Summary now available! También disponible en español.
Thank you to Justine Di Mayo (Act for the Disappeared, Lebanon), Özlem Kaya (Hafiza Merkezi, Turkey), Tamar Hayrikyan (Técnicas Rudas and Centro Diocesano de Derechos Humanos Fray Juan de Larios, Mexico), Celina Flores (Memoria Abierta, Argentina) and Jorge Ruiz Reyes (Universidad Iberoamericana Mexico city, México) for participating in the community discussion on Documenting the Disappeared, and to everyone else who joined!
From November 27th to December 8th, we co-hosted in partnership with Act for the Disappeared and Hafiza Merkezi, a space for practitioners to share their experience, considerations, resources and cases of study to learn more on how documentation, strategic research and technology can be applied to documenting enforced disappearances.
Enforced disappearance is a wide spread, global problem. It’s used to spread fear and terror throughout society. The process of documenting the disappearances can support individual families in establishing what happened to their loved ones. The preservation of this information builds collective memory. Furthermore, when systematically undertaken, documenting disappearances also helps understand who the perpetrators were/are and hold them accountable.
Summary of the discussion
This summary is organised around four goals for documenting disappearances identified through the discussion, and a set of considerations that can be helpful in different parts of the process.
Goal 1: To stop and prevent disappearance (in conflict settings)
In working towards this goal, the information collected through documentation can be used to advocate and lobby to stop disappearances, request the government to carry out investigation on the fate of missing people, denounce at national or international level through media and advocacy campaigns, and report analysis of various aspects of the disappearance.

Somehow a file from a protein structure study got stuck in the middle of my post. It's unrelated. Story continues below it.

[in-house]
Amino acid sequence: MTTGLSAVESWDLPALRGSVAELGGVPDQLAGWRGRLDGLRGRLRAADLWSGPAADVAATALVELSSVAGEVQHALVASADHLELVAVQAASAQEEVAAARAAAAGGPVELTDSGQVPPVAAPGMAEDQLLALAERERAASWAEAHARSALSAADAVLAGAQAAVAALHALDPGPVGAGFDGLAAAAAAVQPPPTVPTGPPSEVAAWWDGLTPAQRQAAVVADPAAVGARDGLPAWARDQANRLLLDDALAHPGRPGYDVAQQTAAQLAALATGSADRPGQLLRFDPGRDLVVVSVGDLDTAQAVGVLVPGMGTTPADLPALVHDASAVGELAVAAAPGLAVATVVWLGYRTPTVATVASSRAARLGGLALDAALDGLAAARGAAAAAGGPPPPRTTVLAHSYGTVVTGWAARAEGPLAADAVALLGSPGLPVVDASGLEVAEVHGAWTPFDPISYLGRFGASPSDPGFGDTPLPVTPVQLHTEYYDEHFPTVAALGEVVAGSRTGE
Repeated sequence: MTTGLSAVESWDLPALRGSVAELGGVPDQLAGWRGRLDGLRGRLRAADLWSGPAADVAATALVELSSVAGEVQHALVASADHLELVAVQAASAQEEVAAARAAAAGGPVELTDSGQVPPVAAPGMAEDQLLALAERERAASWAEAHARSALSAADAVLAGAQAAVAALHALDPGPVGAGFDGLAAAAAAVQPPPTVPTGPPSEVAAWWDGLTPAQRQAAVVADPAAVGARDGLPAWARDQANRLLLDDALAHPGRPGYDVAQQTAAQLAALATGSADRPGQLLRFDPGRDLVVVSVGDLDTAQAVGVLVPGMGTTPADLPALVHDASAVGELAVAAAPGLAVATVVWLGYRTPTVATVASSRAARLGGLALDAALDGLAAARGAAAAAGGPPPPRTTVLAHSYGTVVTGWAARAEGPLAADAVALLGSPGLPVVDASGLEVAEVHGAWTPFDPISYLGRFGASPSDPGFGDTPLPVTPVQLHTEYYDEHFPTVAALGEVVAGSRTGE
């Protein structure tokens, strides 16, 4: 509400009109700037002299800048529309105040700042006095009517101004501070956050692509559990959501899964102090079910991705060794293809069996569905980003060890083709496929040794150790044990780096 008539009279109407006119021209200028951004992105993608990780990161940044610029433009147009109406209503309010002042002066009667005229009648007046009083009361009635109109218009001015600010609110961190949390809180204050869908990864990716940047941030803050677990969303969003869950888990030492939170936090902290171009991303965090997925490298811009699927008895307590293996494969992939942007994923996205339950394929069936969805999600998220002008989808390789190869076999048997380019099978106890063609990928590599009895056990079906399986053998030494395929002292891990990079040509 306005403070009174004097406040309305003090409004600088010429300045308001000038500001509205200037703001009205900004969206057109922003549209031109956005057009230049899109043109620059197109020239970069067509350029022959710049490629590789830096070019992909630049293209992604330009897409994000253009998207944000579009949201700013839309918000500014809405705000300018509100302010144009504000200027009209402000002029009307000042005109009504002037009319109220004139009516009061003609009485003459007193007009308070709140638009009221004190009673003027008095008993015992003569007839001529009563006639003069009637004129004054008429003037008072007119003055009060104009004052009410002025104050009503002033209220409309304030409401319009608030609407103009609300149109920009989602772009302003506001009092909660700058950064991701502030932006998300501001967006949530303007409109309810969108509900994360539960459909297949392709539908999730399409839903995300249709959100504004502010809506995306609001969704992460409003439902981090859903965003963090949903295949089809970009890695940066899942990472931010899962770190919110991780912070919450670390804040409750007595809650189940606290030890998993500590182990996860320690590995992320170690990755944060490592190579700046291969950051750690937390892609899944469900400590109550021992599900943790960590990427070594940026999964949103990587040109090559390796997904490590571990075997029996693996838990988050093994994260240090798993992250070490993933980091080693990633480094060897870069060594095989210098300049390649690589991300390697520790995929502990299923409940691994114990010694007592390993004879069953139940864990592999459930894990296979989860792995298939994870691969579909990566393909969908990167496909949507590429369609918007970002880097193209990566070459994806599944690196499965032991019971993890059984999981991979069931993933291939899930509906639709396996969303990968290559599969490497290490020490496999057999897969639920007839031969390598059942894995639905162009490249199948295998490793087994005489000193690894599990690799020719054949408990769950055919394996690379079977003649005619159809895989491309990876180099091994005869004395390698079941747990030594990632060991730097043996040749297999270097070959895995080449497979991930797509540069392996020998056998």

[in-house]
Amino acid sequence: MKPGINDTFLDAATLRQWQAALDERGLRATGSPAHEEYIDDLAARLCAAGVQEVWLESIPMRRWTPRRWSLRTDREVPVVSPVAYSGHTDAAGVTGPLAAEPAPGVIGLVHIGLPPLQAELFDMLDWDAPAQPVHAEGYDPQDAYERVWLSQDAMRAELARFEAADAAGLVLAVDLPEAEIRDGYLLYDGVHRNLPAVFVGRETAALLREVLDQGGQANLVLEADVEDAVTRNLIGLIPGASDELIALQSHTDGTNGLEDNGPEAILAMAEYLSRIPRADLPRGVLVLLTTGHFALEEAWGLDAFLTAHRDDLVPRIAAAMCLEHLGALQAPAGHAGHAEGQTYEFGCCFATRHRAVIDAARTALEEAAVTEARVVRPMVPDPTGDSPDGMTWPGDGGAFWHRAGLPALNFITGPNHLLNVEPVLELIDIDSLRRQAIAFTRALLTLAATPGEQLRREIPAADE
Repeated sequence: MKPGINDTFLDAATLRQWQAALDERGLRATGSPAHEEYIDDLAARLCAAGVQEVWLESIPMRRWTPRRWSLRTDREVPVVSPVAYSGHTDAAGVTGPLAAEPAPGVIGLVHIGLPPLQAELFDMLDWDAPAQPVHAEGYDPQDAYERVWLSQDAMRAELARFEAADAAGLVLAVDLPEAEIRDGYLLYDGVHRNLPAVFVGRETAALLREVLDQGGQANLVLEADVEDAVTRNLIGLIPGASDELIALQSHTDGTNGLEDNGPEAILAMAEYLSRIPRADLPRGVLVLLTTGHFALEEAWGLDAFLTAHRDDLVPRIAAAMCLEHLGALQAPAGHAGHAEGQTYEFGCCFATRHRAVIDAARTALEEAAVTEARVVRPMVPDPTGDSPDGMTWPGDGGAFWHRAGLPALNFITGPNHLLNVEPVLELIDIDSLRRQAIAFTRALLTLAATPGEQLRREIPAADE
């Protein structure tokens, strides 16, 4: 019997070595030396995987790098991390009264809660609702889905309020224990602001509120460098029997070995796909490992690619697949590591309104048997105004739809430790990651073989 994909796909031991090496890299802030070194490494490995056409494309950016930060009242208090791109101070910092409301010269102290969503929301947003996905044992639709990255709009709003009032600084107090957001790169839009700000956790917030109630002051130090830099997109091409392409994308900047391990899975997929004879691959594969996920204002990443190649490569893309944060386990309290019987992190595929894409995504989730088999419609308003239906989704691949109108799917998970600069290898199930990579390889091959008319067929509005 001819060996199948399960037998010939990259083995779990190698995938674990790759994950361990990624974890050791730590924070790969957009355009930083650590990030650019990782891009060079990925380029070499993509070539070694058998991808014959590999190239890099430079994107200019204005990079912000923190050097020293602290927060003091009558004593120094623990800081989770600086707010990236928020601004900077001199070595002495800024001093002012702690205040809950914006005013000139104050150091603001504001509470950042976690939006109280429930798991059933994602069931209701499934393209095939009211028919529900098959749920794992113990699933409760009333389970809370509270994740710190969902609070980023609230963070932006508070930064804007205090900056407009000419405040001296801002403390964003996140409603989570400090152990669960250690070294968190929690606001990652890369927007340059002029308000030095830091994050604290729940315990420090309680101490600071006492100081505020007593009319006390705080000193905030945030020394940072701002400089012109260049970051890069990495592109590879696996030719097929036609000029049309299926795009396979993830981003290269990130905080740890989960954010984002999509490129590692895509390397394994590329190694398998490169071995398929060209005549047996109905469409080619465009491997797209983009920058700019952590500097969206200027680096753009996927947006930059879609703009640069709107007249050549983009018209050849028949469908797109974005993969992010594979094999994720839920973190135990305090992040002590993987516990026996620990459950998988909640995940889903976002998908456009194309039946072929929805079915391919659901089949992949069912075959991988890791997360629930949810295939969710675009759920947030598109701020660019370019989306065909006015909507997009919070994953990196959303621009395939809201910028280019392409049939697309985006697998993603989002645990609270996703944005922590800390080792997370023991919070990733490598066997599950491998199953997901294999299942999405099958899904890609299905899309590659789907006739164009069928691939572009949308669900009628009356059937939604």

“Gathering a list of the disappeared persons can help by showing the scale of the disappearances.” Justine Di Mayo, Act for the Disappeared, Lebanon
Below are a few examples of how documentation efforts have been used to stop and prevent disappearances:
- On December 10th (World Human Rights Day) 2015, Hafiza Merkezi organised the poster campaign Where are they? on the streets of Istanbul to draw attention to the practice of enforced disappearance and to reiterate the demand for justice, in this case related to past crimes.
- HRDAG, Data Cívica, and the Human Rights Program at Universidad Iberoamericana created a database of clandestine graves in Mexico, based on reports by the local and national press. They compared the records with official figures to give a more accurate estimation about the magnitude of the problem in the whole country. They used the data to create a statistical model that predicts other municipalities in Mexico with high probabilities of having clandestine graves. Their documentation work is aimed at putting pressure on the government to carry out investigations on clandestine graves and to create better public programs regarding missing persons in Mexico, such as exhumation programs.
Goal 2: To reveal the fate and whereabouts of the disappeared and retrieve their remains for their families
The goal of revealing the fate and whereabouts of the disappeared can be supported by collecting information about the context of disappearances. Such as:
- Interviewing relatives of the missing people, witnesses and members of armed groups
- Collecting photos, satellite images, state and armed groups archives
- Collecting location of detention centers and checkpoints
- Collecting events related to disappearances
To support human identification it is important to document location of graves, develop a hypothesis on the identity of the missing that are buried in the graves, collecting ante and post mortem data or ante disappearance data.
“It is important to document clandestine graves findings with different sources of information. The media may observe findings that have not been observed by the official institutions and vice versa.” Jorge Ruiz, Universidad Iberoamericana Mexico city
“We use a database and mapping to archive the data and to link the different layers of information, in order to reconstruct the itinerary of the disappeared people.” Justine Di Mayo, Act for the Disappeared
Goal 3: Truth telling and accountability
When working towards this goal, the documentation will consist of gathering evidence to establish individual and state responsibility and support criminal prosecution, and to establish a comprehensive truth about what happened thus contributing to institutional procedures to ensure disappearances do not reoccur.